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Library Materials for the College of Medicine and Life Sciences: The 30 Second Guide to Databases & Searching

This guide provides easy access to library resources for faculty, staff, students, fellows, and residents in the College of Medicine and Life Sciences.

5 Tips for Searching

1.  Database Preferred Vocabulary (Controlled Vocabulary) - Are you struggling to find relevant articles? Take a few minutes to browse the database preferred vocabulary or controlled vocabulary to see if the database recognizes different vocabulary. Do not delete your other search terms, but instead combine them with the Database Preferred Vocabulary. Below are three examples of how to locate and recognize the vocabulary in some different databases:

  • MESH - Medical Subject Headings - PubMed
  • Emtree - Embase
  • CINAHL Headings - CINAHL

2. Defining your topic or Developing a question - The terms PICOT or PICO may look familiar. These are a common tool for structuring your question, to search a database, called (Patient or Population, Intervention, Counter Intervention, Outcome, and Treatment - where applicable).

3. What is a literature search? Why is it necessary? A literature search gives you an idea of the published research on your proposed topic. If you want to present on your project or topic, the goal is usually to introduce something new. If you do not see what other people have done, then you might do a lot of work only to discover that it is not relevant or applicable.

4. Have I looked enough? How much do I need to find? These are tough questions to answer, but they are important to consider.

  • How much do I need to find? Ideally, you need to be able to make a strong case for why your project or topic introduces something new. If you are doing a review article, then you want to find enough research to provide a well-rounded perspective and use sufficient evidence to make this point. Defining sufficient is tough, but you need to feel confident in being able to both define and argue your point.
  • Have I looked enough? Are you stumbling across multiple articles on the same topic? Have you tried searching in a number (i.e. 3-5 different ways) of ways and you are still finding the same articles across multiple searches? If the answer to both questions is yes, I would guess you have enough information to writing your IRB proposal, designing a study, or writing a review article.

5.  Exporting Citations - if you use EndNote, Zotero, or something else to "collect" citations for a project; this feature is available in all databases - including Google Scholar.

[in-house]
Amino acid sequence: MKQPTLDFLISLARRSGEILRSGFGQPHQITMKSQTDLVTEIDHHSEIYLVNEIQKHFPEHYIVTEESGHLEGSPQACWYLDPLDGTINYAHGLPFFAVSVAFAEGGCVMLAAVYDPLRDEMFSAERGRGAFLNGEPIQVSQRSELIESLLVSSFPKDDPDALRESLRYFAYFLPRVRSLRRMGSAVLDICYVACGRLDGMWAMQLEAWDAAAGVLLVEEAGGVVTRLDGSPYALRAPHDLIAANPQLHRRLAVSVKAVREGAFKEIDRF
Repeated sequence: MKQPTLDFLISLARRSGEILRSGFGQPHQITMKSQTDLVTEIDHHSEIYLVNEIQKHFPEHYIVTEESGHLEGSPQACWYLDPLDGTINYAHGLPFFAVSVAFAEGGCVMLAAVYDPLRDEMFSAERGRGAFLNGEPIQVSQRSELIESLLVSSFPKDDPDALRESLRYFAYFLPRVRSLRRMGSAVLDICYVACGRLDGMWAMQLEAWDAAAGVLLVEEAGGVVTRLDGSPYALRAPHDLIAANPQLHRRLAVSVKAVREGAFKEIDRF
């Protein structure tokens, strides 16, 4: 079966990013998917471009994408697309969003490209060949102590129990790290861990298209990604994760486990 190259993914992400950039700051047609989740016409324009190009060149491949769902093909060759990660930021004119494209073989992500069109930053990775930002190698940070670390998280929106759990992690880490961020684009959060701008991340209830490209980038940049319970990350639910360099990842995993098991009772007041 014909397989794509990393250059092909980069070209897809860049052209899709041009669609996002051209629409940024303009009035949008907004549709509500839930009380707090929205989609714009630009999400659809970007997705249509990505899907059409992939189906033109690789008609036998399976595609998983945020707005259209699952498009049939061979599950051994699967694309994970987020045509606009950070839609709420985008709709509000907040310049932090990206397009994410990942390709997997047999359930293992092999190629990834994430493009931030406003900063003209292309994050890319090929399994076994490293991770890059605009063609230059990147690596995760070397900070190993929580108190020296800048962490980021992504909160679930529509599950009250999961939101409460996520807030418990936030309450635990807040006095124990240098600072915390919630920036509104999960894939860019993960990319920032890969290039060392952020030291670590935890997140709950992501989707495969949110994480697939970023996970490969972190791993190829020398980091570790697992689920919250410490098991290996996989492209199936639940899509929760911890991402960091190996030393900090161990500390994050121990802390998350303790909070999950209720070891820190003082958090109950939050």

• PubMed - Send to Citation Manager  (This is located under the Send To option.)
  • Embase - Select the appropriate results using the box to the left and then select Export to the right of total number of results.

EMBASE: Drug Information, Drug Development, European Perspective

  • This database responds well to the 'quotation mark.' If you use these single quotes, your search results will improve.
  • If you have a topic, such as oncology, where the medication and treatment options are always changing, Embase is your go-to database.
  • Emtree allows you to search the "controlled vocabulary" for Embase. It can also be useful, if you cannot locate articles that are relevant to your topic.
  • Some Embase articles are also listed in PubMed. You can restrict to just Embase, if you want, by selecting Sources>Embase on the left side.

PubMed: Biomedical and Clinical Research Database

  • Updated daily with lots of new content (new articles, updating existing articles, etc)
  • Need to find an article with a partial reference? Try the Single Citation Matcher
  • Keywords and MESH words combined together provide the best search. Remember - MESH terms are added 3-6 months after an article appears in PubMed but keywords are added immediately. Check out Literature Searches for more tips on searching.
  • Double Quotes are perfect for finding a single piece of information, test, or questionnaire among your test results. Note: it is best to use this trick, once you have a good number of results that fit your topic.

CINAHL - Social Science, Public Health, Social Work, Psychology, and more....

  • This database contains articles published by Doctors, Nurses, Social Workers, Psychologist, and Public Health Professionals.
  • Struggling to find the right article? Check out the CINAHL Headings to see if other words are more appropriate for the database.
  • If your topic is health promotion, health prevention, population health, or more interdisciplinary; this database is worth investigating.